If you park too long in one spot, or if your dog barks too much, you are subject to a fine under City bylaws. But if you drive your tractor-trailer unit into the Fortune Drive overpass, it’s okay.
Well, not totally okay, because a minor scrape like the one that occurred this week will cost somebody around $75,000, not to mention the impact on the employment of the truck driver.
It will be up to the insurance companies to figure out which one is going to be on the hook for the repair bill but, either way, it will come out of somebody’s pocket.
Nevertheless, there has been no mention of any legal repercussions for wedging a too-tall truck under a too-short overpass. It’s all being treated as something of an “oops.”
This isn’t the first time it’s happened. On at least one previous occasion, the damage to the underside of the overpass was more serious and the structure was closed for several weeks. And there have been a number of other scrapes over the years, as well.
While the driver this week suggested that uneven asphalt might have caused the rig to jiggle, thereby raising the topside of the vehicle into the underside of the crossover, it remains a fairly simple matter of arithmetic.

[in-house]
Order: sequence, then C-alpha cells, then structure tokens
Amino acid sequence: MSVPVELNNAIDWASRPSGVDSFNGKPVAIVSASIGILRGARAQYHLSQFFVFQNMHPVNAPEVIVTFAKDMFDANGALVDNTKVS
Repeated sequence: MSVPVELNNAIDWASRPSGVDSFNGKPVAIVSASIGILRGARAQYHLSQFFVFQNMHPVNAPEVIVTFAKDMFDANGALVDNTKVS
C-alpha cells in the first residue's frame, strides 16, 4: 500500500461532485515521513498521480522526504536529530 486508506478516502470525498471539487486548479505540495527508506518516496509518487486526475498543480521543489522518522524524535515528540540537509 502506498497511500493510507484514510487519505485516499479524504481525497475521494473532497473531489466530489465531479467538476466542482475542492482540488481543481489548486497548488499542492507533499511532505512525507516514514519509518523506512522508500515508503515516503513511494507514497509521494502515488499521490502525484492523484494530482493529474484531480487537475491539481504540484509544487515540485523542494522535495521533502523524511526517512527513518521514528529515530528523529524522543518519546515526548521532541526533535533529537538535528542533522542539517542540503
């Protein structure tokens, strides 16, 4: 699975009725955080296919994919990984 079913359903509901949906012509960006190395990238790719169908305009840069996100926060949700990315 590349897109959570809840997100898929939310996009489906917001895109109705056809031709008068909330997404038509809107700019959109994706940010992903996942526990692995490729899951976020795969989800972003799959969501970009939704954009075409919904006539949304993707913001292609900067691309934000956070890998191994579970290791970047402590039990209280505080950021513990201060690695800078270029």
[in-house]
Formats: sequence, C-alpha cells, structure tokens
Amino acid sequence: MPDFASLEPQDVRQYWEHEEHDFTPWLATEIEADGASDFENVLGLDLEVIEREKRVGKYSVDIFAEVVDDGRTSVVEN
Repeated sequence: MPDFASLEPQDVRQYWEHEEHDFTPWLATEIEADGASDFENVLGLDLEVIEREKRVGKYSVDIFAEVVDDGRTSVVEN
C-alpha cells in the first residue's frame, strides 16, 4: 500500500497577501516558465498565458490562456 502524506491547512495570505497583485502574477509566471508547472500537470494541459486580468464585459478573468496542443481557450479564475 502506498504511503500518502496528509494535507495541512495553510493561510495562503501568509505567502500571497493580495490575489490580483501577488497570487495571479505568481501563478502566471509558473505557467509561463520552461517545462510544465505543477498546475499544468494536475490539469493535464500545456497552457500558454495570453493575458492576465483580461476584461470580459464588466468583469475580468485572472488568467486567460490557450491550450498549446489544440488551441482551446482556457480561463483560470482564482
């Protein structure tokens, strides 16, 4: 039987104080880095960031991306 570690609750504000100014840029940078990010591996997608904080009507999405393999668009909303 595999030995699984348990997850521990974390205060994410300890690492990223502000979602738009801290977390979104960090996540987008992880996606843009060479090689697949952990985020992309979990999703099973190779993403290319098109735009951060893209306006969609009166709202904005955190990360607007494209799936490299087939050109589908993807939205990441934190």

When you drive a truck under something, shouldn’t you know the difference between the height of your truck and the clearance of the structure? If the former is taller than the latter, the best thing is to find another way of getting from A to B.
When the equation is disregarded or erroneously computed, a lot of public inconvenience is caused. That particular location represents something of traffic bottleneck, especially at morning and late afternoon rush hours. True, it was poorly designed when the bridge was constructed — a later remake created an additional lane going under the overpass in an attempt to relieve the tie-ups.
However, as commuter traffic increases, so does pressure on that bottleneck. So when something happens that forces closure of the overpass, drivers have an additional headache to deal with as they work around it.
Bylaws and traffic laws are based largely on two things — public convenience and public safety. Given the number of times the overpass has been damaged, maybe an additional deterrent is needed in the way of enforcement.
If the situation isn’t covered under existing damage-to-public-property or driving-without-due-care-and-attention rules, maybe a new one needs to be added — no bashing into the overpass.
Some more imposing signage would help, as well. We draw your attention to the photo at above, brought to our attention by a helpful reader.
A sign like that, along with a reminder to truckers that they face a hefty fine if they touch that bypass, might be of some help.
We Say editorials represent the viewpoint of The Daily News and are written by editor Robert Koopmans, city editor Tracy Gilchrist, news editor Mike Cornell or associate news editors Dan Spark and Mark Rogers.